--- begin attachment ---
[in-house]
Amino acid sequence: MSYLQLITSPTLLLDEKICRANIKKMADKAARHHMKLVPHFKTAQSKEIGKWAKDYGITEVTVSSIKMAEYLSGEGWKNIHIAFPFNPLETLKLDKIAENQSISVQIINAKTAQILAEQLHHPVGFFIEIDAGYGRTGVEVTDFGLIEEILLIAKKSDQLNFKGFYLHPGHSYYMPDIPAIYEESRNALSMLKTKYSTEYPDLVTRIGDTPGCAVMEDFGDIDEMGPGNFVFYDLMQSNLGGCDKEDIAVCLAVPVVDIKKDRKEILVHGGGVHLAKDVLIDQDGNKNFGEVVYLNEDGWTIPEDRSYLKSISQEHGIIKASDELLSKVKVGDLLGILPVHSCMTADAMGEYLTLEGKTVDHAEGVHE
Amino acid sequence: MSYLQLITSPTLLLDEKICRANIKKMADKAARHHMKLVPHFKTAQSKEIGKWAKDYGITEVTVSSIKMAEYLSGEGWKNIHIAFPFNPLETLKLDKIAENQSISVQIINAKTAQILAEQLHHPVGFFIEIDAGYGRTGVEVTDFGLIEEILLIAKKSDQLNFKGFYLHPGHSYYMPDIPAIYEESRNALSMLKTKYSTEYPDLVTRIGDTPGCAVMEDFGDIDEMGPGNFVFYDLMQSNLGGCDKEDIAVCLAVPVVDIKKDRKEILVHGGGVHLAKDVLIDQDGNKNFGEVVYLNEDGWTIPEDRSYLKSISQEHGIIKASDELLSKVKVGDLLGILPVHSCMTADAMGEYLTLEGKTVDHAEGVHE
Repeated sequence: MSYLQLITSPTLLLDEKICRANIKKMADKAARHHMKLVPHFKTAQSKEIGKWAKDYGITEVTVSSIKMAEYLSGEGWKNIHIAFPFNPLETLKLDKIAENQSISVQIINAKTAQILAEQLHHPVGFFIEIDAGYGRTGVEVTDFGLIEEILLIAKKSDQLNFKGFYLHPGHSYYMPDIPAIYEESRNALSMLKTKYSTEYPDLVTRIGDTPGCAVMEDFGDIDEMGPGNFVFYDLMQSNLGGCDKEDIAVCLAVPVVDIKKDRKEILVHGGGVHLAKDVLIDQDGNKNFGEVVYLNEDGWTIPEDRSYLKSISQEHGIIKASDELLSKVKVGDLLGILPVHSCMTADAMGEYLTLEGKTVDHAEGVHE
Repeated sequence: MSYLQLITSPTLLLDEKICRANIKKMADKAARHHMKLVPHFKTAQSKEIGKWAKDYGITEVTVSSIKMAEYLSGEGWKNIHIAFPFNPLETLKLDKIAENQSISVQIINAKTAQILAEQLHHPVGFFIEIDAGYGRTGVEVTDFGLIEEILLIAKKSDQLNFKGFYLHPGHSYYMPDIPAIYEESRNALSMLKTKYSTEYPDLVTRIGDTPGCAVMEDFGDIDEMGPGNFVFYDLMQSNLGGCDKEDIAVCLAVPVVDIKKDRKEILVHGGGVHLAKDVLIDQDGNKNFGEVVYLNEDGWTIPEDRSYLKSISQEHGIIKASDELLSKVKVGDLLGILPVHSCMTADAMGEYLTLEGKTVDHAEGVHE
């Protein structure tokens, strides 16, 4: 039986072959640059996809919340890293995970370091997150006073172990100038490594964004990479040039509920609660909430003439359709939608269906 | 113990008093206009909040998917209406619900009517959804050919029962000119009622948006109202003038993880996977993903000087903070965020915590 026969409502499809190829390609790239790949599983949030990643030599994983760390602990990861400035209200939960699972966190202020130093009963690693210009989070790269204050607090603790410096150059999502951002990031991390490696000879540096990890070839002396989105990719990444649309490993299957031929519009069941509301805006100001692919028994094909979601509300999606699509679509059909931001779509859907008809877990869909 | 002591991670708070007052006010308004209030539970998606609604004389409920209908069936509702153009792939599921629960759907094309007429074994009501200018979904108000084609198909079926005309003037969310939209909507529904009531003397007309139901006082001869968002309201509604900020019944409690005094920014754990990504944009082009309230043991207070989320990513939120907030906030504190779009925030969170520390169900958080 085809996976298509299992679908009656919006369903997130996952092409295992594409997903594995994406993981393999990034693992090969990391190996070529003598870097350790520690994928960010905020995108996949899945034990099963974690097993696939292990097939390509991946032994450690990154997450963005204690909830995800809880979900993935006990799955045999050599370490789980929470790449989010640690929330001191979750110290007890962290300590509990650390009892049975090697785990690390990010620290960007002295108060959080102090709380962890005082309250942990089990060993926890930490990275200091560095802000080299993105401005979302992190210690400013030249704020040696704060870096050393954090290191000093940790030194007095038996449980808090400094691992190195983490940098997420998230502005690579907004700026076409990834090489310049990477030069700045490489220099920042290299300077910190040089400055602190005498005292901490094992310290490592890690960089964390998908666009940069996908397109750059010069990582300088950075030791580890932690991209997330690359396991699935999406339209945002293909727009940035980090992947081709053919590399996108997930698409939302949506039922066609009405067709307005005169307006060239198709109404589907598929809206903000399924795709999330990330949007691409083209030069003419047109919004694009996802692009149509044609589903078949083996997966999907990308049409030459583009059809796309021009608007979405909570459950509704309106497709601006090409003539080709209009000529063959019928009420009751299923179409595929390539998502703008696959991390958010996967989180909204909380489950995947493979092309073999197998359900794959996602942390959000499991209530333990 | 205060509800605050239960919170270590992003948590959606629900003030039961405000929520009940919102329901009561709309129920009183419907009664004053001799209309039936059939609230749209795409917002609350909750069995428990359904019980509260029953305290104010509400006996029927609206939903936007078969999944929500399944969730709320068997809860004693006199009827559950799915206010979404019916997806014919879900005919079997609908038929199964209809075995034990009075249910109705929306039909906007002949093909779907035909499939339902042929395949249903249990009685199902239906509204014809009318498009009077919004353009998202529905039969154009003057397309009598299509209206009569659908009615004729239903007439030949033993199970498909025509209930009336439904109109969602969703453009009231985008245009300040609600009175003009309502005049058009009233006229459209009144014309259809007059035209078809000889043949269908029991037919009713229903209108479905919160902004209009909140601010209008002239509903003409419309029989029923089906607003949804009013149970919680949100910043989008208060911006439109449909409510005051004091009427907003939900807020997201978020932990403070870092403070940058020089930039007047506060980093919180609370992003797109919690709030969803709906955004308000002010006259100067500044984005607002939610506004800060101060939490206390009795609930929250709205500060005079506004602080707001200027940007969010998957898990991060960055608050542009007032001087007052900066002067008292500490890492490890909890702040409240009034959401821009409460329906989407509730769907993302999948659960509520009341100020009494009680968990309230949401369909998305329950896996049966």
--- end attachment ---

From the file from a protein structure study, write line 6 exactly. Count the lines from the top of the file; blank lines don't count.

């Protein structure tokens, strides 16, 4: 039986072959640059996809919340890293995970370091997150006073172990100038490594964004990479040039509920609660909430003439359709939608269906 | 113990008093206009909040998917209406619900009517959804050919029962000119009622948006109202003038993880996977993903000087903070965020915590 026969409502499809190829390609790239790949599983949030990643030599994983760390602990990861400035209200939960699972966190202020130093009963690693210009989070790269204050607090603790410096150059999502951002990031991390490696000879540096990890070839002396989105990719990444649309490993299957031929519009069941509301805006100001692919028994094909979601509300999606699509679509059909931001779509859907008809877990869909 | 002591991670708070007052006010308004209030539970998606609604004389409920209908069936509702153009792939599921629960759907094309007429074994009501200018979904108000084609198909079926005309003037969310939209909507529904009531003397007309139901006082001869968002309201509604900020019944409690005094920014754990990504944009082009309230043991207070989320990513939120907030906030504190779009925030969170520390169900958080 085809996976298509299992679908009656919006369903997130996952092409295992594409997903594995994406993981393999990034693992090969990391190996070529003598870097350790520690994928960010905020995108996949899945034990099963974690097993696939292990097939390509991946032994450690990154997450963005204690909830995800809880979900993935006990799955045999050599370490789980929470790449989010640690929330001191979750110290007890962290300590509990650390009892049975090697785990690390990010620290960007002295108060959080102090709380962890005082309250942990089990060993926890930490990275200091560095802000080299993105401005979302992190210690400013030249704020040696704060870096050393954090290191000093940790030194007095038996449980808090400094691992190195983490940098997420998230502005690579907004700026076409990834090489310049990477030069700045490489220099920042290299300077910190040089400055602190005498005292901490094992310290490592890690960089964390998908666009940069996908397109750059010069990582300088950075030791580890932690991209997330690359396991699935999406339209945002293909727009940035980090992947081709053919590399996108997930698409939302949506039922066609009405067709307005005169307006060239198709109404589907598929809206903000399924795709999330990330949007691409083209030069003419047109919004694009996802692009149509044609589903078949083996997966999907990308049409030459583009059809796309021009608007979405909570459950509704309106497709601006090409003539080709209009000529063959019928009420009751299923179409595929390539998502703008696959991390958010996967989180909204909380489950995947493979092309073999197998359900794959996602942390959000499991209530333990 | 205060509800605050239960919170270590992003948590959606629900003030039961405000929520009940919102329901009561709309129920009183419907009664004053001799209309039936059939609230749209795409917002609350909750069995428990359904019980509260029953305290104010509400006996029927609206939903936007078969999944929500399944969730709320068997809860004693006199009827559950799915206010979404019916997806014919879900005919079997609908038929199964209809075995034990009075249910109705929306039909906007002949093909779907035909499939339902042929395949249903249990009685199902239906509204014809009318498009009077919004353009998202529905039969154009003057397309009598299509209206009569659908009615004729239903007439030949033993199970498909025509209930009336439904109109969602969703453009009231985008245009300040609600009175003009309502005049058009009233006229459209009144014309259809007059035209078809000889043949269908029991037919009713229903209108479905919160902004209009909140601010209008002239509903003409419309029989029923089906607003949804009013149970919680949100910043989008208060911006439109449909409510005051004091009427907003939900807020997201978020932990403070870092403070940058020089930039007047506060980093919180609370992003797109919690709030969803709906955004308000002010006259100067500044984005607002939610506004800060101060939490206390009795609930929250709205500060005079506004602080707001200027940007969010998957898990991060960055608050542009007032001087007052900066002067008292500490890492490890909890702040409240009034959401821009409460329906989407509730769907993302999948659960509520009341100020009494009680968990309230949401369909998305329950896996049966």